If you’re like me you just don’t have enough hours in the day. Because of that I am always looking for ways to minimize my gym time. That doesn’t mean I am going to skimp on a workout, but it does mean I want as much as possible from as little as possible.
In the same way that a single arm swing can be of enormous benefit in the upper body, single limb training for the lower body can be just as great. Mike Boyle has become known as the single limb guy, although I had already been exposed to the idea by Ian King more than five years before, and at some point many old school muscle heads will have been exposed to single limb training through lunges and step ups. In other words, the concept has been around for a while.
Let’s quickly review the various stances in which we can perform legwork:
- Feet parallel – squat, deadlift, leg press, vertical jump.
- Feet split – lunge, split squat.
- Single leg – step up, pistol, bounding, running.
There are only three choices, no more, no less.
Traditionally the strength and conditioning world has stuck to exercises such as the squat, deadlift, power clean, and the like to teach athletes to be strong. There’s nothing wrong with these exercises and there’s many years worth of good results to show that they bring about a good result.
But despite these exercises reputation as the kings of the jungle, they don’t fit everyone’s purpose. For me one of the big things I’m usually concerned about with my clients is their body weight. I train a lot of combat sports competitors who are forced to watch their weight due to their weight classes. The big lifts like the squat and the deadlift make adding body weight very easy. This can make getting ready for a fight or a tournament harder, due to having to cut more weight.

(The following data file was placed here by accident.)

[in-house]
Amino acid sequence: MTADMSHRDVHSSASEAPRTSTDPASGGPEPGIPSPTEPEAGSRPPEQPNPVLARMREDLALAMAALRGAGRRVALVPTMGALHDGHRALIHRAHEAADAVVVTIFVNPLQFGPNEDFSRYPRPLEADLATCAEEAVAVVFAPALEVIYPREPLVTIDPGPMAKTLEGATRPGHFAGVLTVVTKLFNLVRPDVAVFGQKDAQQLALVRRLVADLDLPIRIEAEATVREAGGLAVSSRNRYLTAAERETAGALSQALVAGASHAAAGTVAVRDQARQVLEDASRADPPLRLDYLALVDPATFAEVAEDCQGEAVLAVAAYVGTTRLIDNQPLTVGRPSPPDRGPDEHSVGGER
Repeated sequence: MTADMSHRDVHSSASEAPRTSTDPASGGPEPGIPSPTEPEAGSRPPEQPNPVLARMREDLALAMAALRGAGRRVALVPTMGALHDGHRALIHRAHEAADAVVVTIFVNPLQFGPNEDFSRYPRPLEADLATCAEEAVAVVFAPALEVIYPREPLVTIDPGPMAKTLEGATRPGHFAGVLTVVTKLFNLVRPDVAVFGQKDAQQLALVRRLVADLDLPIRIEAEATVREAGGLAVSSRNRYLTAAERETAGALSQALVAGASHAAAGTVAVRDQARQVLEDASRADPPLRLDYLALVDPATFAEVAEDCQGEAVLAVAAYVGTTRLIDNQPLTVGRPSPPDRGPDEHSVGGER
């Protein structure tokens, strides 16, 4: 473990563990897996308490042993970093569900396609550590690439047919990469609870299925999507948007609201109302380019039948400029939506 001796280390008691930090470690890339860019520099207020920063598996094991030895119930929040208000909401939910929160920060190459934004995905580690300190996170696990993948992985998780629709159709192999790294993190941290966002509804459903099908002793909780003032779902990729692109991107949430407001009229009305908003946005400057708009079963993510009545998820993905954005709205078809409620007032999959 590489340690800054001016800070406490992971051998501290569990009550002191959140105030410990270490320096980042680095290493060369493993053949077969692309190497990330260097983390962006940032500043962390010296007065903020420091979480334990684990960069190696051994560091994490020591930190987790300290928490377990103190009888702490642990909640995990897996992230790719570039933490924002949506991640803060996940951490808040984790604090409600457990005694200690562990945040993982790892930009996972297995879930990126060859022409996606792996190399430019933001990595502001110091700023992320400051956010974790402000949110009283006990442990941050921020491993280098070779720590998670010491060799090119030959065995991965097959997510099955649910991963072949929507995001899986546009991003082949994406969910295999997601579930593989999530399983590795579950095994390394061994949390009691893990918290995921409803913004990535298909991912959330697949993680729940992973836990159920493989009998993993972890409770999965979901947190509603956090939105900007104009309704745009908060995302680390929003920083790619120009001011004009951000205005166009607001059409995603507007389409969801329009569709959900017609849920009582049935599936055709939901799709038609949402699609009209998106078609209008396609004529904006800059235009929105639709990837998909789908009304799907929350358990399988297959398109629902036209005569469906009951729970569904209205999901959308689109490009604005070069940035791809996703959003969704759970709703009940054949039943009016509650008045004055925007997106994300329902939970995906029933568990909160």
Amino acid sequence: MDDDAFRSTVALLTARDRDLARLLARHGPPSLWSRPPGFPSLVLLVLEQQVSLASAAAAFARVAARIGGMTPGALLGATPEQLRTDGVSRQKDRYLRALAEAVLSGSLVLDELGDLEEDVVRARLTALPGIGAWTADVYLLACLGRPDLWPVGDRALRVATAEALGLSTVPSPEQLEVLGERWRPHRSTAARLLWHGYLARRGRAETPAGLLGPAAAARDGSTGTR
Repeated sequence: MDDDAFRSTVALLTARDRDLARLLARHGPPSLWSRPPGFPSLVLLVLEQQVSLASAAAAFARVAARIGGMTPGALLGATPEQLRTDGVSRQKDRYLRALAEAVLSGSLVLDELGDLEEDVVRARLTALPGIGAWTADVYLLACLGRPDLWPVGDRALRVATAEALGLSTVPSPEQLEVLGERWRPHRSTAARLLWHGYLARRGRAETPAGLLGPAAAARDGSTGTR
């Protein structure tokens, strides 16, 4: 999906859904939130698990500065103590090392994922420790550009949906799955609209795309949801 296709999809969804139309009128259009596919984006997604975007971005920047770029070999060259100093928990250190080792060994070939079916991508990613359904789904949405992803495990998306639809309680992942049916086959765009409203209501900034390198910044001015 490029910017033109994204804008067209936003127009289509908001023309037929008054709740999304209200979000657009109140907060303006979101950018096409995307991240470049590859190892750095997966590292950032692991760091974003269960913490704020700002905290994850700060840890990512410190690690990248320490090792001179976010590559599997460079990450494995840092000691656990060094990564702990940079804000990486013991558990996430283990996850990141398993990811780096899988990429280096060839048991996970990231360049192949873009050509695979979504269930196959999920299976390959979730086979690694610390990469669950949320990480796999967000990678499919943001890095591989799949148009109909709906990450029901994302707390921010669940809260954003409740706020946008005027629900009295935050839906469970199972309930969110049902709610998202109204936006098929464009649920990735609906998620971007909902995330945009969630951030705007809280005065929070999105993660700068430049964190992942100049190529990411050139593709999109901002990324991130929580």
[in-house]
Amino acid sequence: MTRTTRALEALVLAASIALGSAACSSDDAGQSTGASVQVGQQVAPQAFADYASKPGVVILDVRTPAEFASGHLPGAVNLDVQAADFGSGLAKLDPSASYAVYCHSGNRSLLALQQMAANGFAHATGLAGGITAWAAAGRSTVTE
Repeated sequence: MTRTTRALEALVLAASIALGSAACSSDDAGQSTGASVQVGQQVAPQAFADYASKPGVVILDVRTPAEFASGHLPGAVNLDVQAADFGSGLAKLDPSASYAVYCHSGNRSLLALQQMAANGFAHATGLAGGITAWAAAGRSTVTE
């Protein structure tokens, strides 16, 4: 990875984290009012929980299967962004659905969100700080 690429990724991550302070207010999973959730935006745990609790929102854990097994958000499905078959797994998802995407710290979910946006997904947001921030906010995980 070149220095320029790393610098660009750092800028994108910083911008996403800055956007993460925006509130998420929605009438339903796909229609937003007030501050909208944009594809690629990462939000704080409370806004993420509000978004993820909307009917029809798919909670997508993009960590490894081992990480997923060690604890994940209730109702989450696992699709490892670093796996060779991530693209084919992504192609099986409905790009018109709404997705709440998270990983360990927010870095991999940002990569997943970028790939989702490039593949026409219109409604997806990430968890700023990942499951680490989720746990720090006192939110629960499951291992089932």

Single leg lifts don’t suffer from this same problem. Even when you are going all out and working as hard as possible you really aren’t using much weight in comparison to a similar exercise performed on two legs. Reading Erwan Le Corre’s philosophy about needing high level locomotion skills before we seek to add manipulative skills or Gray Cook’s philosophy of needing movement before stability before strength, you can see how single leg training fits right into both of these modern highly functional training philosophies.
Looking back at my original goal about not wanting to spend unnecessary time in the gym, there is one thing about single limb training that really stands out. While there are machines these days that allow you to train muscles such as the hip abductors in isolation, the problem with these machines is that they allow you to do something your body isn’t designed to do. The hip abductors are not typically used as prime movers; instead their primary role is that of a hip stabilizer. While the term functional training is overused today, the role of functional training should be to get the body to work better when we ask it to perform. That means we should train stabilizers to stabilize, not act as prime movers.
The act of standing on one leg and not allowing oneself to pivot around the foot requires control at the hip. Try this test: stand on your right foot and take your left off the ground. You should be able to keep your hips parallel to the ground while maintaining the same orientation. If you rotate to your left you have weak hip external rotators and they’re failing to stabilize you. That rotation, if left unchecked, could lead to an ACL tear under a high stress maneuver, like a rapid change of direction or landing on an unstable surface.